The Devils Slide, Lundy
The South West of England has something for ever climber.
The tip of Cornwall
and the island of Lundy
offer quality granite sea cliffs, an experience unrivalled elsewhere in the country. More granite, with a remarkably different composition, can be found outcropping as Tors on Dartmoor.
Much of the climbing on the North coast of Devon and Cornwall is on the Culm measures
: a worryingly transient rock consisting variously of sandstone, shale, limestone, slate,.... Most of it is in varying states of falling down, but the climbing on the unique and spectacular fins at Lower Sharpnose is not to be missed.
East of Cornwall, the South coast is predominantly limestone in it's various guises. Berry Head
at Torbay is home to some spectacular sea cliff adventures, as well as one of the UK's premier DWS venues. Right on the East of the area is the county of Dorset
, where you can find reliable weather (well, to the extent that it exists in the UK!) and the quality sport climbing destination of Portland. The nearby area of coast near Swanage provides a more traditional ethic, and more DWS action can be had at Lulworth.
For the limestone aficionado, yet more awaits inland around Avon and Somerset. The towering walls of Cheddar gorge
host some impressive multipitch sport (and trad) climbs, as well as more accessible roadside cragging. Avon gorge
, in the centre of Bristol, is a major and historic urban crag, with a distinctive feel to it. Finally, across the Severn in South Wales is the tranquil area known as the Wye Valley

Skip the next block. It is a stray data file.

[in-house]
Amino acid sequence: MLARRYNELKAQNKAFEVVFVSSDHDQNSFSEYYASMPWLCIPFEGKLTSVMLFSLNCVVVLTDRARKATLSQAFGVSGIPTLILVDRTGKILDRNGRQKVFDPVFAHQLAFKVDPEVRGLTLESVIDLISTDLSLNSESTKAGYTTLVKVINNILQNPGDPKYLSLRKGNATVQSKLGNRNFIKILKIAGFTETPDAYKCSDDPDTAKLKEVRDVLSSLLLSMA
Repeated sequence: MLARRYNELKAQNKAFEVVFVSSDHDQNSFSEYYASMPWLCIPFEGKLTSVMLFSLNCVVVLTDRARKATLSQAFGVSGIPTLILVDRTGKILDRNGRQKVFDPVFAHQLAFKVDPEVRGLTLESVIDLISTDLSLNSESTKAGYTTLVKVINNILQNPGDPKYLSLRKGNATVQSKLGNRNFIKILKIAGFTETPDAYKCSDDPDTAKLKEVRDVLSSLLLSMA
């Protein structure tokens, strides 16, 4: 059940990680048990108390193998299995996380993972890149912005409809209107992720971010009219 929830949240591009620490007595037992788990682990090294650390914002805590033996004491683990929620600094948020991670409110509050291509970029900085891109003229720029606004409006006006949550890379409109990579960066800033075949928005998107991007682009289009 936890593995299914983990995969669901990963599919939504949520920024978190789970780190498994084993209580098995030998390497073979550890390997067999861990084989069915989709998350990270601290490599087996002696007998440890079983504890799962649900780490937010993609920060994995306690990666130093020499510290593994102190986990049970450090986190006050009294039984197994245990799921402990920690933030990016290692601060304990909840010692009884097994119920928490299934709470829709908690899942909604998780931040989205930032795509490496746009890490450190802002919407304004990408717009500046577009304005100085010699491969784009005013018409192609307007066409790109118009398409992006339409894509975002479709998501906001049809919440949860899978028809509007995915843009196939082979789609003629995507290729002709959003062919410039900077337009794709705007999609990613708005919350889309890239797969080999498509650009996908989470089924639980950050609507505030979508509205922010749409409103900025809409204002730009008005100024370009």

. From the intimidating trad adventures on the GO Wall at Wintour's Leap, to the steep sport climbs at Ban-y-Gor rocks, the Wye caters for all tastes.
The get to this area take the M4 west of London and then head South on the M5.
Climbing Season For the England area.
Weather station 7.5 miles from here
122 Total Climbing Routes
['4 Stars',33],['3 Stars',45],['2 Stars',32],['1 Star',10],['Bomb',1]
Featured Route For South West
Dark Power 5.10a 6a 18 VI+ 18 E1 5a Europe
: United Kingdom
: ... : Phantom Zawn
A brilliant, exposed route taking a diagonal line from the ledge on the seaward side into the depths of the zawn and emerging via an unlikely hand traverse and crack.P1, 18m, 5b.From the tidal ledge, follow twin cracks up and leftwards to an overlap. Pull up into a left-facing corner and then traverse leftwards into a prominent groove which is followed to a thread and nuts belay.P2, 23m, 5b.Pull up and left from the belay then swing steeply leftwards on good holds. Continue up to a line of jugs ...[more] Browse More Classics in International
By Nick Russell
From: Bristol, UK
Mar 18, 2013
Maybe the description could be updated to mention the limestone sea cliffs of the Dorset and South Devon coast, culm coast of North Devon, inland granite outcrops on Dartmoor, inland limestone such as Avon and Cheddar (plus other, smaller Mendips venues)... I also think the Wye Valley should be moved into this area, rather than being on its own